Sharpton backs off threats of protests at Knicks games
(New York - WABC, November 3, 2007) (WABC) -- The Reverend Al Sharpton, with Knicks coach Isiah Thomas at his side, said Saturday that after listening to the entire tape he's no longer calling for a boycott of the Knicks.
At issue was what Coach Thomas allegedly said in a taped deposition played at the Anucha Browne sanders sexual harassment trial.
Thomas seemed to be saying it was alright for a black man -- but not for a white man -- to use the "b" word when referring to a black woman.
But Thomas has stressed that the tape didn't properly portray his feelings that it was unacceptable for any man to use that language, only that it was worse if it came from a white man because of the racial overtones involved.
Rutgers women's coach C. Vivian Stringer also had criticized Thomas for the remarks in the deposition, but apologized after speaking to Thomas and hearing his side.
Thomas' wife, Lynn, met with Sharpton and Tamika Mallory, the national director of the Decency Initiative, on Friday night, bringing along a longer portion of the deposition than the approximately 11 minutes that were shown at the trial.
"Clearly in this tape, he said it was unacceptable, he said it was inappropriate, and he did not support it," Sharpton said. "That was not what was shown on television.
"I can also say, along with Vivian Stringer and Tamika Mallory, when people said that Isiah Thomas said it, in the sports vernacular, 'Go to the tape.' The tape says that he said a lot more than that, he said it was inappropriate. And based on that I join Miss Mallory and coach Stringer in saying that that is not a representation of what he said."
Lynn Thomas also made a rare public statement Saturday at the press conference, saying she felt it was "imperative in this issue to make a stand."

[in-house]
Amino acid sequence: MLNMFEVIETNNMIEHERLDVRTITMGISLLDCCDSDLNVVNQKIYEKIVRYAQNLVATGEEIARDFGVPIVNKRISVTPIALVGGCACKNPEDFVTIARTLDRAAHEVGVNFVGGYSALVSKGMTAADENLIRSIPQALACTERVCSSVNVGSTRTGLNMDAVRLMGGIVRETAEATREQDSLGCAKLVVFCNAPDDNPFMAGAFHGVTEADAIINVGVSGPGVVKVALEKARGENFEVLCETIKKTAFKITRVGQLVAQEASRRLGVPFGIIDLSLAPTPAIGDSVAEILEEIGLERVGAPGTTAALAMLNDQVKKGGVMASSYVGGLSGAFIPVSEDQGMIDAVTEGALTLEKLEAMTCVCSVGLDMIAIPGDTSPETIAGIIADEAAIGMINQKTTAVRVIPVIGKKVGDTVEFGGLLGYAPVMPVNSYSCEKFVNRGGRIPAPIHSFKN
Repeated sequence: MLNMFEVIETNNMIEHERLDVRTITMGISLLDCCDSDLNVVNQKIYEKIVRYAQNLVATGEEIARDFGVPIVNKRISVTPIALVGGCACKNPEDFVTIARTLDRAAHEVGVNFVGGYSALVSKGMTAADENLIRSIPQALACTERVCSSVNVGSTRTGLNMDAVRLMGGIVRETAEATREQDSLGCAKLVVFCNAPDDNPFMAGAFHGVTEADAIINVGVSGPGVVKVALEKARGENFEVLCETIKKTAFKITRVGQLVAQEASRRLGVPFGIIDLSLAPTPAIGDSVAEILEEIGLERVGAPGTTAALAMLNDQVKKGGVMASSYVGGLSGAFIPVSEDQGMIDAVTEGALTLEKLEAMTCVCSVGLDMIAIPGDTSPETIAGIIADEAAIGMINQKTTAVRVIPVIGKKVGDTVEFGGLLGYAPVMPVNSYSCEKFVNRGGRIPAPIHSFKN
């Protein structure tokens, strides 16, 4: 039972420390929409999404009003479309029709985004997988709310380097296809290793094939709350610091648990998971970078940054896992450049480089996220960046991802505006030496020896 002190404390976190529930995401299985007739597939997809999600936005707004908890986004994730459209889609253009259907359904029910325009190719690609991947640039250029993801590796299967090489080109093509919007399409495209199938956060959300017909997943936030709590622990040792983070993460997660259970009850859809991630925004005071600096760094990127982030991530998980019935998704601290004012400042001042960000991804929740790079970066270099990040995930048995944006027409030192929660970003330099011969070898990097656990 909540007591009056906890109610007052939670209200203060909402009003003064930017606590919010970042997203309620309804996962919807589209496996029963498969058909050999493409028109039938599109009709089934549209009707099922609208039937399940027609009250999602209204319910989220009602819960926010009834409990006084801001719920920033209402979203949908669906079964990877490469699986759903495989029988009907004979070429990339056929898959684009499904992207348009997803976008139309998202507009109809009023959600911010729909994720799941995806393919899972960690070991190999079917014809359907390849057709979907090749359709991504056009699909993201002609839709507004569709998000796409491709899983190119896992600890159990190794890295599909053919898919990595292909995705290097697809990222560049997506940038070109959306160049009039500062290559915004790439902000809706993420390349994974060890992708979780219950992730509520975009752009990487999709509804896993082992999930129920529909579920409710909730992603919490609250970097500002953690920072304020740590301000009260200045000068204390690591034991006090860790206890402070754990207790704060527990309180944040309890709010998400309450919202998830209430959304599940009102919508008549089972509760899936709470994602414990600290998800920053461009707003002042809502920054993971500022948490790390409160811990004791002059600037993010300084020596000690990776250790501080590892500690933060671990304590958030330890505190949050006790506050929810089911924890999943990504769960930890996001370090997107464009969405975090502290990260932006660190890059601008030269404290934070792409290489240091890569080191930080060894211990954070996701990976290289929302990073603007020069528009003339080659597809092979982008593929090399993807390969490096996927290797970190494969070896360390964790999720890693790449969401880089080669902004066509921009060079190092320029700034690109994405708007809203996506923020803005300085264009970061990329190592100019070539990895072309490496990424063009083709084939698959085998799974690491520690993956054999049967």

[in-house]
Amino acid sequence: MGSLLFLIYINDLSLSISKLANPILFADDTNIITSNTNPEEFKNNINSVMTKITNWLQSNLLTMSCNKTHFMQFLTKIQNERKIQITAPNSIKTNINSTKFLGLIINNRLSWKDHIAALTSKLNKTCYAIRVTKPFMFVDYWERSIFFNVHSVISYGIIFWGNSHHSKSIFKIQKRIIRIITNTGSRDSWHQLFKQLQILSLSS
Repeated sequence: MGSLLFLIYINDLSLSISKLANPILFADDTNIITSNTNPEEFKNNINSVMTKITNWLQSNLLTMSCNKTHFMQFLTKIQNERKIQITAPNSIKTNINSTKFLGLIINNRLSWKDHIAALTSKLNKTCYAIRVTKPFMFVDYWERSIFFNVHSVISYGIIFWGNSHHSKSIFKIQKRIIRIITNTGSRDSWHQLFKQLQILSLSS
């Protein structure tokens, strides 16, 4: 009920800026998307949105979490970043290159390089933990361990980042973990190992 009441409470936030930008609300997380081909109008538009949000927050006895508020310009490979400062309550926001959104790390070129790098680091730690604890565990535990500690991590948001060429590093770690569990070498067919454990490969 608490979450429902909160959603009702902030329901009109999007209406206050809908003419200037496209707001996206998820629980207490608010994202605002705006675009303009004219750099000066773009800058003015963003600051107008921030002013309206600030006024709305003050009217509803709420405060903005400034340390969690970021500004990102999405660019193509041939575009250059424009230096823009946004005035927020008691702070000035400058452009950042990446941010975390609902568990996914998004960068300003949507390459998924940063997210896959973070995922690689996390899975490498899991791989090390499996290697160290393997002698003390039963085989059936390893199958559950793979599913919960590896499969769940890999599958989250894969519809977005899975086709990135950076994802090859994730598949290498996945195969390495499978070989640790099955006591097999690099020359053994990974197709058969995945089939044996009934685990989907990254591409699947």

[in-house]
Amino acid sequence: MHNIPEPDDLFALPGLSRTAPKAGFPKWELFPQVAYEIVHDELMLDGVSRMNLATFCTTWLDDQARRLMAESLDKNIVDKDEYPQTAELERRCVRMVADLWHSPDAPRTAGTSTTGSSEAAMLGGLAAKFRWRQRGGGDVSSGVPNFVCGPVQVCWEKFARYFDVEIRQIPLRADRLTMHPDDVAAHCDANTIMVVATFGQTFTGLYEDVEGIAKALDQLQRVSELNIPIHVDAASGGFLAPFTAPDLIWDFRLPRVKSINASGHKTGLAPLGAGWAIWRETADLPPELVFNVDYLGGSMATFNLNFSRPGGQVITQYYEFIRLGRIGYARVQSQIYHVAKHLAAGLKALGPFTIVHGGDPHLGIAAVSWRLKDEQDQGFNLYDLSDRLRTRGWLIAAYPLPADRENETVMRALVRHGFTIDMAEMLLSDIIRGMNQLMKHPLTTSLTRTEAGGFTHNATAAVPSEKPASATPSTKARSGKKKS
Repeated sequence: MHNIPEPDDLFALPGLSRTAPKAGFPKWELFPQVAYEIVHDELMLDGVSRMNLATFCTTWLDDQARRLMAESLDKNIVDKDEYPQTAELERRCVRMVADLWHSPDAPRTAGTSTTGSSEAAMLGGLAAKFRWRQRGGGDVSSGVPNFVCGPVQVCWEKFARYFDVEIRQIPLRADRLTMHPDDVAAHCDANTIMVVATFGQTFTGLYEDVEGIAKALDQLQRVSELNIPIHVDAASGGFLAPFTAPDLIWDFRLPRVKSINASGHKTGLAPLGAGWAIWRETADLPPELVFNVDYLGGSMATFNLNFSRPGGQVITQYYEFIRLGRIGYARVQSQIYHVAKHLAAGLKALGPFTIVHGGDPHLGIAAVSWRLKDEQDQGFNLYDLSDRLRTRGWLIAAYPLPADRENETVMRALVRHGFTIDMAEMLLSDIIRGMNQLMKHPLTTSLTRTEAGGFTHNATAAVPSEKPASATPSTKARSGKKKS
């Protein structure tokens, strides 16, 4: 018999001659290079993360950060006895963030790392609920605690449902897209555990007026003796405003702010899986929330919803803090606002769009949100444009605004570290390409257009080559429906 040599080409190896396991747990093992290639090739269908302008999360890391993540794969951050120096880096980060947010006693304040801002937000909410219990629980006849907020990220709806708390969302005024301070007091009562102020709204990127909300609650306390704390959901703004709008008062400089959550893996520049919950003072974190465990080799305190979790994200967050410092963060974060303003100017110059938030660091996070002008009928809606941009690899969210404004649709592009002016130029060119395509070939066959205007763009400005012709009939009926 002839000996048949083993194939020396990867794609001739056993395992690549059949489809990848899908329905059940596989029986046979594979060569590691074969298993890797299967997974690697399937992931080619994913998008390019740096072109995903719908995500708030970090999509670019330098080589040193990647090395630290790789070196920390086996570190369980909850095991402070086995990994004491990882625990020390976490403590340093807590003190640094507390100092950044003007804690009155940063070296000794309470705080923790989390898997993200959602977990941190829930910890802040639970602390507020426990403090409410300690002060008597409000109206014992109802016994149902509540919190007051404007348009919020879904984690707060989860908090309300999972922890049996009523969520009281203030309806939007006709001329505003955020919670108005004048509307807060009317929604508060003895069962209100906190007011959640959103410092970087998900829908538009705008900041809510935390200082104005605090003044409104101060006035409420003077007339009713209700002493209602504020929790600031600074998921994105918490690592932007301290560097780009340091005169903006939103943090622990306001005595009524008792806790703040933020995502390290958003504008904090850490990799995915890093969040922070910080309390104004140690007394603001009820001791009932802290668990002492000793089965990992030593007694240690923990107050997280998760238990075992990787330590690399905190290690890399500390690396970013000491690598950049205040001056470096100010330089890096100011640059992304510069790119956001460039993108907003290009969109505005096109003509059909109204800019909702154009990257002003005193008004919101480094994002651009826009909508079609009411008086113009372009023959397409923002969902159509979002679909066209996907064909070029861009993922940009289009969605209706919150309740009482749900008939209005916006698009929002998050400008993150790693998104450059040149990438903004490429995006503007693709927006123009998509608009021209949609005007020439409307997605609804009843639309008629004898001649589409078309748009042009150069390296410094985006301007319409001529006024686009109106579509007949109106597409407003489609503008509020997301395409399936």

"I know my husband never said those things," she said. "If he spoke like that I would not be with him."
The Knicks play Minnesota on Sunday night in their home opener, and Mallory said there were plans for what would have been a "substantial protest."
Sharpton issued the protest threats early last month, shortly after a jury found that Thomas and MSG had sexually harassed former team executive Anucha Browne Sanders. Isiah and Lynn Thomas spoke by phone with Sharpton at that time, and planned a meeting to further discuss their beliefs.
Isiah Thomas detailed those again Saturday, saying he and his wife didn't raise their son believing it was all right to use that language, or their daughter that it was acceptable for her to hear it.
"I never said it was OK, I always said it was inappropriate, it was never acceptable for any man to speak to any female in a derogatory way," Thomas said.
Sharpton praised Thomas for coming to the National Action Network's headquarters in Harlem, even without knowing what kind of reception he would get, rather than holding the press conference at Madison Square Garden. Thomas had been in Cleveland on Friday night, coaching the Knicks in their season-opening loss to the Cavaliers.
- Car dealer charged after selling Sandy-damaged vehicles
- NJ Transit train disabled inside Hudson River tunnel
- Surveillance released in shooting of 9-year-old boy
- Man stabbed on 2 train in Bronx
- Prosecutors likely to reduce charges in SUV assault
- Video: Two US astronauts set to spacewalk to fix ISS
- GWB repair work this weekend
- Father in Army reunites with son in kindergarten class
- Photos: Deadly fire in the Bronx
- Target data breach: 7 Things to know
Most Viewed StoriesMost Viewed Photos